• Collating and analysing the monthly forecasts: After the monthly forecasts are obtained, the different forecasts are collated and analysed to determine ‘consensus’ scores on all eight forecasted variables.
  • Adjudication of the competition: An independent adjudication panel monthly consolidates the economic forecasts and will finally identify a winner whose annual average predictions vary least from the annual official economic data published by the relevant agencies.
  • Celebrating the competition and appoint a winner: Following the adjudication process a EoY event is organised during which the annual winner of the competition will be announced. Two award categories are used, namely the “Seasoned” and “Young” Economist of the Year. The winner receives the reward.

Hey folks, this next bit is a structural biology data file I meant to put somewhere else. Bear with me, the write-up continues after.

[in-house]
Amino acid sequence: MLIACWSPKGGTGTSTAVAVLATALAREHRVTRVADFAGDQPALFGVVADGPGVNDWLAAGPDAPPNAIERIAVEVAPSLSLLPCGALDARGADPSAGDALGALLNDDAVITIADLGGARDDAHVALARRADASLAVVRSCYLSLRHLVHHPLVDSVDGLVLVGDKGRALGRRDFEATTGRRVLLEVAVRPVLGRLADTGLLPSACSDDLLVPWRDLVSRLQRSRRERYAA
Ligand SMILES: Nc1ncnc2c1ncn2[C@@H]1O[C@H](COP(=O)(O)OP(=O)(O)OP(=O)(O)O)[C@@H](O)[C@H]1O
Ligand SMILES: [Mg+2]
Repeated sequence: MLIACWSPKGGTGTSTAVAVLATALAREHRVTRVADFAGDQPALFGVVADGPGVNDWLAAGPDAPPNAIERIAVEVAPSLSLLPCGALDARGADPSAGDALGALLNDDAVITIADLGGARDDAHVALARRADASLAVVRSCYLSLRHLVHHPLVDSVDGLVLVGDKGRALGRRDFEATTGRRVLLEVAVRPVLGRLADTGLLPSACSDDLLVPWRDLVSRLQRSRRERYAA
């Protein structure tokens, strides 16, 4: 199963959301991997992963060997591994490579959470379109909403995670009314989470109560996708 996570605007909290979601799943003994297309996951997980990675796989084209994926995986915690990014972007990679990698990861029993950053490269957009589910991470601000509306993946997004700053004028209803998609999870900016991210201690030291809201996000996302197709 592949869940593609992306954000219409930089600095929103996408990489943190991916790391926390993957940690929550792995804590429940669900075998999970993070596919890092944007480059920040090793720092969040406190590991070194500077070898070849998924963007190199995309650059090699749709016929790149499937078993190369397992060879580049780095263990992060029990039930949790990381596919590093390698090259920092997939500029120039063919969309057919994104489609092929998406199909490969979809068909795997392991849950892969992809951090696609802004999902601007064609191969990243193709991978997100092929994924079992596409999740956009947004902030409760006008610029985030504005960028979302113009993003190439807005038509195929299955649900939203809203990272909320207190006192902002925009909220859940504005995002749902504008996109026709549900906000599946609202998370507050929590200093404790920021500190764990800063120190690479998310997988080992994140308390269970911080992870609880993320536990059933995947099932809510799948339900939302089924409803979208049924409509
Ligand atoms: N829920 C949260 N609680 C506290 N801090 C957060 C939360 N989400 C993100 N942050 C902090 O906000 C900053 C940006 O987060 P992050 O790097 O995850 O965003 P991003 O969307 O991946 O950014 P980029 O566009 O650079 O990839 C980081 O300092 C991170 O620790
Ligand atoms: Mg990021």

• Preparing monthly competition and competition winner press releases. Following the collation and analysis of monthly submitted forecasts by the independent adjudication panel, press releases are issued to the media. Similarly, a press release will also be issued when the winner is announced.


  • Any economist or economic analyst (based on qualifications and profession) residing in South Africa can enter the competition.
  • This is an individual competition, therefore multiple entrants from the same company or organisation are allowed.
  • There are no entry fees.
  • It is the responsibility of economists/analysts to enter the competition. The organiser is not obliged to enter any previous contestants.
  • Participating economists need to submit forecasts on a monthly basis, failing which the previous month’s forecasts will be considered as still being relevant.